Shaggy Dog Contest

“By an odd coincidence,” said Atherington, “everyone chose that night to do away with the Marquis.” He said it ‘mar-kwiss,’ which made Diane wince; Simon sneered at her and mouthed, “He’s right.” Karl, standing behind her at the sideboard, couldn’t suppress a snort of laughter. The Marchioness frowned ferociously at all of them. Atherington continued, undisturbed: “First on the scene was Lady Pokingham with her vial of exotic mineral salts. Sloppy work, Your Ladyship: we found traces in his toothcup. A truly herculean jolt, if the amount left is any indicator.” He clinked his ice cubes at them affably. “Next, I think, was the young Lord Simon, with his subtle syringe. Oh, yes, we found that, old top, kicked underneath the bed and covered with fingerprints. Oddly enough not with anything else. Hoping for an embolism, were you? Well, nevermind. Then came Miss Pokingham and her young man. A nice bit of work with the knives all around – right into the lungs and not a drop of vino spilled on the bedspread. You’re to be congratulated. In another life you might have made a fair pair of surgeons.”

“As though he’d have let us slip out that way,” murmured Diane. “But thank you.”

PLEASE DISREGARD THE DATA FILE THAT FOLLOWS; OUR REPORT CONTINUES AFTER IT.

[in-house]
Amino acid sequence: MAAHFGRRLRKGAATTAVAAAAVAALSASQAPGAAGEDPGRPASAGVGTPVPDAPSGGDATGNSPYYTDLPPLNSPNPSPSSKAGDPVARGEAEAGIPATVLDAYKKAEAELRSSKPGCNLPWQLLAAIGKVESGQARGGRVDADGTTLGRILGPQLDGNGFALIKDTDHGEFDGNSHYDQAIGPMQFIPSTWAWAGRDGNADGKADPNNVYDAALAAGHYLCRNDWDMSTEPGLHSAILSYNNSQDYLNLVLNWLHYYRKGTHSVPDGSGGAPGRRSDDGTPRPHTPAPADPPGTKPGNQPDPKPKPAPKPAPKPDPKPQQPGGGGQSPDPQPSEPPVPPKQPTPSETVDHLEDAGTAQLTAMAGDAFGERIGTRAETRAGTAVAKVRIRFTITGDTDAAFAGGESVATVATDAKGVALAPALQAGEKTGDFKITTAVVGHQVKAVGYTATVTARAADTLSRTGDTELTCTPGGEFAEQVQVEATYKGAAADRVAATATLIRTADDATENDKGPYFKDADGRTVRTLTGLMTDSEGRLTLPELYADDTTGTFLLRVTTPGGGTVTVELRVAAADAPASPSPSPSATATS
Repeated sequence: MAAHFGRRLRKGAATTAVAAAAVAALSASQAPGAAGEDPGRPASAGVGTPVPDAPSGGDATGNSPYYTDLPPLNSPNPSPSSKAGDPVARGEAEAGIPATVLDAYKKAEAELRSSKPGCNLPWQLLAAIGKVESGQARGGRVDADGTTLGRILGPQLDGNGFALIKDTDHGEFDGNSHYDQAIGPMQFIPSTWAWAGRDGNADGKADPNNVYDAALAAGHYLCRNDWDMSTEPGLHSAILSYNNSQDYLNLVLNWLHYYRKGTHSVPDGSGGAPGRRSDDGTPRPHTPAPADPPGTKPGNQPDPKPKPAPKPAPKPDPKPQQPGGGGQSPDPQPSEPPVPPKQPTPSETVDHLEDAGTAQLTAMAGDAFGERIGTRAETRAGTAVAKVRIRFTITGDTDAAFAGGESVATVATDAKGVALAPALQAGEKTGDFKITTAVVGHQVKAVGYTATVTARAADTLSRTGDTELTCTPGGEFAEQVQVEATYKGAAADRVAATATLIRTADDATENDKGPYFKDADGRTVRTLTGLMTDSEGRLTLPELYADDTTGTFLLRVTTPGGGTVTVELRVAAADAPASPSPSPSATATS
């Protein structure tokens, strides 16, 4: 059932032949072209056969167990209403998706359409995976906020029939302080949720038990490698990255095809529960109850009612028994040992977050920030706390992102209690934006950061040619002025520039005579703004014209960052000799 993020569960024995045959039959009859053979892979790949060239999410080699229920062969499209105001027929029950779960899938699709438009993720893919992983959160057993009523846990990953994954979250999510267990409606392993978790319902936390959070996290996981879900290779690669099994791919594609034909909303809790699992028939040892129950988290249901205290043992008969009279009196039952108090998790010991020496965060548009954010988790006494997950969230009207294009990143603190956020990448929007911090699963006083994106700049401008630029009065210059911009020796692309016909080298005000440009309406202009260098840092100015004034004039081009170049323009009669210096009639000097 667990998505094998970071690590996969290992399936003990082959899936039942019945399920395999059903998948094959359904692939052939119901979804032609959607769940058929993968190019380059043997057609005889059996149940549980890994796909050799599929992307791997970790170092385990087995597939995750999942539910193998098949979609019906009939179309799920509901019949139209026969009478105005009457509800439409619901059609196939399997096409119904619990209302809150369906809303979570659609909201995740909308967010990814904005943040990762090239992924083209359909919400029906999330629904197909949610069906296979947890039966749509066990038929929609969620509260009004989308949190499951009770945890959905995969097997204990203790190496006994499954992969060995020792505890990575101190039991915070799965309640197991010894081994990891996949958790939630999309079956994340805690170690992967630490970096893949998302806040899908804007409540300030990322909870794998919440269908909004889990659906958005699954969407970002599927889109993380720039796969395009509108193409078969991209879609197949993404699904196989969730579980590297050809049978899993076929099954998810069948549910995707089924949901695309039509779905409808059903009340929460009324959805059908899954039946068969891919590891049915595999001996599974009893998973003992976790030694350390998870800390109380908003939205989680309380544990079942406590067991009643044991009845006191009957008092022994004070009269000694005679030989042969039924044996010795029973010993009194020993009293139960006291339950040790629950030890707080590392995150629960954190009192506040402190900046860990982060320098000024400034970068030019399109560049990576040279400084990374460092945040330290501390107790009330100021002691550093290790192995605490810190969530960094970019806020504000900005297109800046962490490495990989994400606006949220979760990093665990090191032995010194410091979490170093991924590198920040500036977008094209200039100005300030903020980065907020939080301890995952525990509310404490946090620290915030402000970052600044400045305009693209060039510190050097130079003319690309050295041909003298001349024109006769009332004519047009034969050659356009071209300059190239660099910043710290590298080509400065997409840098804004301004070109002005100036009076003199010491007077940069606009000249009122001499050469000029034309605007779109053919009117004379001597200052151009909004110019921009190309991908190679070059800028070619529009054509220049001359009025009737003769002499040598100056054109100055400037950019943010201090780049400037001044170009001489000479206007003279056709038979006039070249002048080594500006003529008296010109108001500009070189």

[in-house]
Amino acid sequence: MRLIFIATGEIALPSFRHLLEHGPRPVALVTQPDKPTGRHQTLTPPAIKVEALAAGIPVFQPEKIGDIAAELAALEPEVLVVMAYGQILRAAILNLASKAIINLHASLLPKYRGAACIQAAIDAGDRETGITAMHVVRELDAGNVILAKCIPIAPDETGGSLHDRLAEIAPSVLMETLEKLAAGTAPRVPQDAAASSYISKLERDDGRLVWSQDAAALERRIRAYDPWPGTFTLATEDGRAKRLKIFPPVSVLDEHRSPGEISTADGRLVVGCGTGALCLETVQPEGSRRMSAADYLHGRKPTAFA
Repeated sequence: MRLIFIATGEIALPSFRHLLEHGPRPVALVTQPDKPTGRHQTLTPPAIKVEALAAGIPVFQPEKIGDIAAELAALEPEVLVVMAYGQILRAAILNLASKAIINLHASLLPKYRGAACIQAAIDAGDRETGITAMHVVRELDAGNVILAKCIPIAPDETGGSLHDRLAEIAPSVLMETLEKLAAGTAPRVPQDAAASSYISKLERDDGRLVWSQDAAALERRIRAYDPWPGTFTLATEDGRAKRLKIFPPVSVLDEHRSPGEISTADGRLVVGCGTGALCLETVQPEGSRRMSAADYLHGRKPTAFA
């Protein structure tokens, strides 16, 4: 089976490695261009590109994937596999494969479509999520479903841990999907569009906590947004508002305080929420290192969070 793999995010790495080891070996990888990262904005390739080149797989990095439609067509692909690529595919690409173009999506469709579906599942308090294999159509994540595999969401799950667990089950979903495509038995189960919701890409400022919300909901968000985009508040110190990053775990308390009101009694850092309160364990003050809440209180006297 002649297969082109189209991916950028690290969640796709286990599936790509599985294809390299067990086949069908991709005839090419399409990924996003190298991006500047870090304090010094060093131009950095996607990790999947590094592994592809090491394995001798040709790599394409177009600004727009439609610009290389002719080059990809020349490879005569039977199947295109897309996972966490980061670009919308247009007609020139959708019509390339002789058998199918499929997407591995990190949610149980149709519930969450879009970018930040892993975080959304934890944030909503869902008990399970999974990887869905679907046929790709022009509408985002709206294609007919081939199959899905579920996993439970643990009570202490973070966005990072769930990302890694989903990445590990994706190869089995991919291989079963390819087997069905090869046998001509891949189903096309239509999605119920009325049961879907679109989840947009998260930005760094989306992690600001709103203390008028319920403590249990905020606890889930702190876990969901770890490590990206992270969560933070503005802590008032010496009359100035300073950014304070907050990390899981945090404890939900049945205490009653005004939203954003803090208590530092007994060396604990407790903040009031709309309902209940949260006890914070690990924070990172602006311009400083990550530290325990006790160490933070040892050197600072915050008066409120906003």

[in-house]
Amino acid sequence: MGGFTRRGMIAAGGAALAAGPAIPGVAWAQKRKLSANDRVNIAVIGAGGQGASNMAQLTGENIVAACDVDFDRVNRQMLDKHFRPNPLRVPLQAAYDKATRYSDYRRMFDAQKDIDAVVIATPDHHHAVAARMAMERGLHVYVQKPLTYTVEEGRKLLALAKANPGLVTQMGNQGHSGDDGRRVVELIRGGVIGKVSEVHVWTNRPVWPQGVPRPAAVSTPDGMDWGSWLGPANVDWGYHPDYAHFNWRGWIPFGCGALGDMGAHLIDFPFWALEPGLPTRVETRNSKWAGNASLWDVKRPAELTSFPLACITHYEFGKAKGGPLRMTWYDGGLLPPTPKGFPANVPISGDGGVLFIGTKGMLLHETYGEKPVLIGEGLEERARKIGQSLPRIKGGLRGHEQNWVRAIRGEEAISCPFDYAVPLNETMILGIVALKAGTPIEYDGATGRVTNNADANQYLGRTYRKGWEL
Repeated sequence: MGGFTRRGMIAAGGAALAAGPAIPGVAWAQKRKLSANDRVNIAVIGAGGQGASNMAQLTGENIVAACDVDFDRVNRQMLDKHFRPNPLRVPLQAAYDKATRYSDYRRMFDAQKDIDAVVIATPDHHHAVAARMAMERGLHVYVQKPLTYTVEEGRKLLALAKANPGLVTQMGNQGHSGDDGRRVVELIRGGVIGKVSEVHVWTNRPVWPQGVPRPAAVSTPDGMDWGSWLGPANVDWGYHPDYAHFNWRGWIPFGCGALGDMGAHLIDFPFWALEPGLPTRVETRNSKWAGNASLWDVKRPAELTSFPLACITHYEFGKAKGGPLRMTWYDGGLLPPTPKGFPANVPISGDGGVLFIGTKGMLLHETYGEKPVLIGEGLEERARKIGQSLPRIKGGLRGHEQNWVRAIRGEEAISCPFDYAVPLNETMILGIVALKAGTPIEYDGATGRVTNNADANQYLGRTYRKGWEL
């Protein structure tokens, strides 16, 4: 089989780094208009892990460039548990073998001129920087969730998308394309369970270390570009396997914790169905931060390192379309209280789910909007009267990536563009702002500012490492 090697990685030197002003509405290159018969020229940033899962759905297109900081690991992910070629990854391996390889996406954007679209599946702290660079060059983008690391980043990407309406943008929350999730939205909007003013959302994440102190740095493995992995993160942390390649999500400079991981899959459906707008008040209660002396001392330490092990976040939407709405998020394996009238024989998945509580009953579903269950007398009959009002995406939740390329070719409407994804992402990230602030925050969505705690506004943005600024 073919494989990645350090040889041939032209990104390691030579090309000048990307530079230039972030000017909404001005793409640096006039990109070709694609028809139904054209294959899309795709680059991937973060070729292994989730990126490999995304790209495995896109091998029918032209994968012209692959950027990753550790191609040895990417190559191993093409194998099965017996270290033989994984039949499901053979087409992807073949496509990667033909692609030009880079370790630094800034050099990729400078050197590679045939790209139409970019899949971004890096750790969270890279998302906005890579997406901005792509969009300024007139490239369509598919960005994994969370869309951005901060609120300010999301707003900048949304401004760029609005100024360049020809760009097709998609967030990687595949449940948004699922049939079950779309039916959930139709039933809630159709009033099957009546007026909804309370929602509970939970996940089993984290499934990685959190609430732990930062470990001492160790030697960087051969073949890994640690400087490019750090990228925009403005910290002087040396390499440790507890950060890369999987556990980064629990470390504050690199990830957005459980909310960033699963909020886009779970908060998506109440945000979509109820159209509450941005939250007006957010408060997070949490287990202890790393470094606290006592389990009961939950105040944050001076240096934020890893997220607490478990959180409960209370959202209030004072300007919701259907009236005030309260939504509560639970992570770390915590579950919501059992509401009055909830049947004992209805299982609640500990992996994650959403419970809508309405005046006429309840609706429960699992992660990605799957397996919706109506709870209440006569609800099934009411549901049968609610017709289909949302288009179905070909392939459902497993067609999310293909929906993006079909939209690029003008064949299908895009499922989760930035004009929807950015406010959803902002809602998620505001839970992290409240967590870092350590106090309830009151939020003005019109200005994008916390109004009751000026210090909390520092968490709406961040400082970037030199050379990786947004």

“All in all, a full night’s work between the lot of you.” He handed his glass to Karl. “Would you mind terribly? Brandy, please. Thank you.”

“Very good, Inspector,” said the Marchioness, tartly. “Very nicely reasoned. But who killed him? We all wanted to, right enough, but who succeeded?”

“I’m afraid we’re out of the running, dearest,” sang Karl, busy with siphon and stopper.

“Oh, I wouldn’t say so, necessarily,” Simon drawled. “You chose the fastest, most reliable method, certainly. The old beast might have survived until you got to him, though not to morning.”

Atherington chuckled. “Alas for your fame. No one killed him, I’m afraid. He was dead before his head hit the pillow. The shrapnel in his lungs had finally worked itself loose. Lady Pokingham’s poison was still waiting in his stomach when we examined him. No, he died a war hero at the last. Terribly glorious, in a way, don’t you think?”